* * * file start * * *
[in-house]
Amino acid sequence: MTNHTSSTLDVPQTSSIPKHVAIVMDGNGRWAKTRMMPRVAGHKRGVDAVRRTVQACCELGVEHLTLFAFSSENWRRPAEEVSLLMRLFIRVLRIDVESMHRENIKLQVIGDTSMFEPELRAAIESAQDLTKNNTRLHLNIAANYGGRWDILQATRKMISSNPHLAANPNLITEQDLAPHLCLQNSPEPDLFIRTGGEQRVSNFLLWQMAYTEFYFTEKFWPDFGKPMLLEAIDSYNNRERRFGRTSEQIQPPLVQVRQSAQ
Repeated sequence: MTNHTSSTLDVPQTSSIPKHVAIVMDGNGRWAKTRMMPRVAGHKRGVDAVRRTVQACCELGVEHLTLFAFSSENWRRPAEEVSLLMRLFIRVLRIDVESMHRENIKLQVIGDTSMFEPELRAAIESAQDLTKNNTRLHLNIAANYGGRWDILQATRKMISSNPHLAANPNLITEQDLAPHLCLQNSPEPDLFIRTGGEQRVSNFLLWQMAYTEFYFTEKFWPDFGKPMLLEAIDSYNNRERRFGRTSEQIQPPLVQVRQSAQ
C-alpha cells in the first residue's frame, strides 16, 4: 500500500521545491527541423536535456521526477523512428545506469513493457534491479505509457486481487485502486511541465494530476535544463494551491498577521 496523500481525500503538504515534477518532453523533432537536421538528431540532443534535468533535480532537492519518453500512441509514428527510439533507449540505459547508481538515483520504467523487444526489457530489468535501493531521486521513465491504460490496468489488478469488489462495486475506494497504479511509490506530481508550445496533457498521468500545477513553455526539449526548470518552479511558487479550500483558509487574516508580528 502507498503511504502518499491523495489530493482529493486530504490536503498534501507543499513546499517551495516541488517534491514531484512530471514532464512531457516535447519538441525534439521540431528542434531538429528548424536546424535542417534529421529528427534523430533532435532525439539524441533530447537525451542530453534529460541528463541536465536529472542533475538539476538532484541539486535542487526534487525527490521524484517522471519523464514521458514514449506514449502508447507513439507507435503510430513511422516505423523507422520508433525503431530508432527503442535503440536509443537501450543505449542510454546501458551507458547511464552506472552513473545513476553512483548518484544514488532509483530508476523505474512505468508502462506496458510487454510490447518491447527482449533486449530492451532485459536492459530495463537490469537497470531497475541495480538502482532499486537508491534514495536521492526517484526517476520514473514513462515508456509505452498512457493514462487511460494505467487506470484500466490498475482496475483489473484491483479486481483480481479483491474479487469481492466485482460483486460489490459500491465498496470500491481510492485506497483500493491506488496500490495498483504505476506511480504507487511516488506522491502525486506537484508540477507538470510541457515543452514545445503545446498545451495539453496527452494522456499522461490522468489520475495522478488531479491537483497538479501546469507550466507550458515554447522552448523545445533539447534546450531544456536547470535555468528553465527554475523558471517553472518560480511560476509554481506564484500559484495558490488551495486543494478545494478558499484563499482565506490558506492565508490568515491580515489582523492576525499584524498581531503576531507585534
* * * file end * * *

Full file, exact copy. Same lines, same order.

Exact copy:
[in-house]
Amino acid sequence: MTNHTSSTLDVPQTSSIPKHVAIVMDGNGRWAKTRMMPRVAGHKRGVDAVRRTVQACCELGVEHLTLFAFSSENWRRPAEEVSLLMRLFIRVLRIDVESMHRENIKLQVIGDTSMFEPELRAAIESAQDLTKNNTRLHLNIAANYGGRWDILQATRKMISSNPHLAANPNLITEQDLAPHLCLQNSPEPDLFIRTGGEQRVSNFLLWQMAYTEFYFTEKFWPDFGKPMLLEAIDSYNNRERRFGRTSEQIQPPLVQVRQSAQ
Repeated sequence: MTNHTSSTLDVPQTSSIPKHVAIVMDGNGRWAKTRMMPRVAGHKRGVDAVRRTVQACCELGVEHLTLFAFSSENWRRPAEEVSLLMRLFIRVLRIDVESMHRENIKLQVIGDTSMFEPELRAAIESAQDLTKNNTRLHLNIAANYGGRWDILQATRKMISSNPHLAANPNLITEQDLAPHLCLQNSPEPDLFIRTGGEQRVSNFLLWQMAYTEFYFTEKFWPDFGKPMLLEAIDSYNNRERRFGRTSEQIQPPLVQVRQSAQ
C-alpha cells in the first residue's frame, strides 16, 4: 500500500521545491527541423536535456521526477523512428545506469513493457534491479505509457486481487485502486511541465494530476535544463494551491498577521 496523500481525500503538504515534477518532453523533432537536421538528431540532443534535468533535480532537492519518453500512441509514428527510439533507449540505459547508481538515483520504467523487444526489457530489468535501493531521486521513465491504460490496468489488478469488489462495486475506494497504479511509490506530481508550445496533457498521468500545477513553455526539449526548470518552479511558487479550500483558509487574516508580528 502507498503511504502518499491523495489530493482529493486530504490536503498534501507543499513546499517551495516541488517534491514531484512530471514532464512531457516535447519538441525534439521540431528542434531538429528548424536546424535542417534529421529528427534523430533532435532525439539524441533530447537525451542530453534529460541528463541536465536529472542533475538539476538532484541539486535542487526534487525527490521524484517522471519523464514521458514514449506514449502508447507513439507507435503510430513511422516505423523507422520508433525503431530508432527503442535503440536509443537501450543505449542510454546501458551507458547511464552506472552513473545513476553512483548518484544514488532509483530508476523505474512505468508502462506496458510487454510490447518491447527482449533486449530492451532485459536492459530495463537490469537497470531497475541495480538502482532499486537508491534514495536521492526517484526517476520514473514513462515508456509505452498512457493514462487511460494505467487506470484500466490498475482496475483489473484491483479486481483480481479483491474479487469481492466485482460483486460489490459500491465498496470500491481510492485506497483500493491506488496500490495498483504505476506511480504507487511516488506522491502525486506537484508540477507538470510541457515543452514545445503545446498545451495539453496527452494522456499522461490522468489520475495522478488531479491537483497538479501546469507550466507550458515554447522552448523545445533539447534546450531544456536547470535555468528553465527554475523558471517553472518560480511560476509554481506564484500559484495558490488551495486543494478545494478558499484563499482565506490558506492565508490568515491580515489582523492576525499584524498581531503576531507585534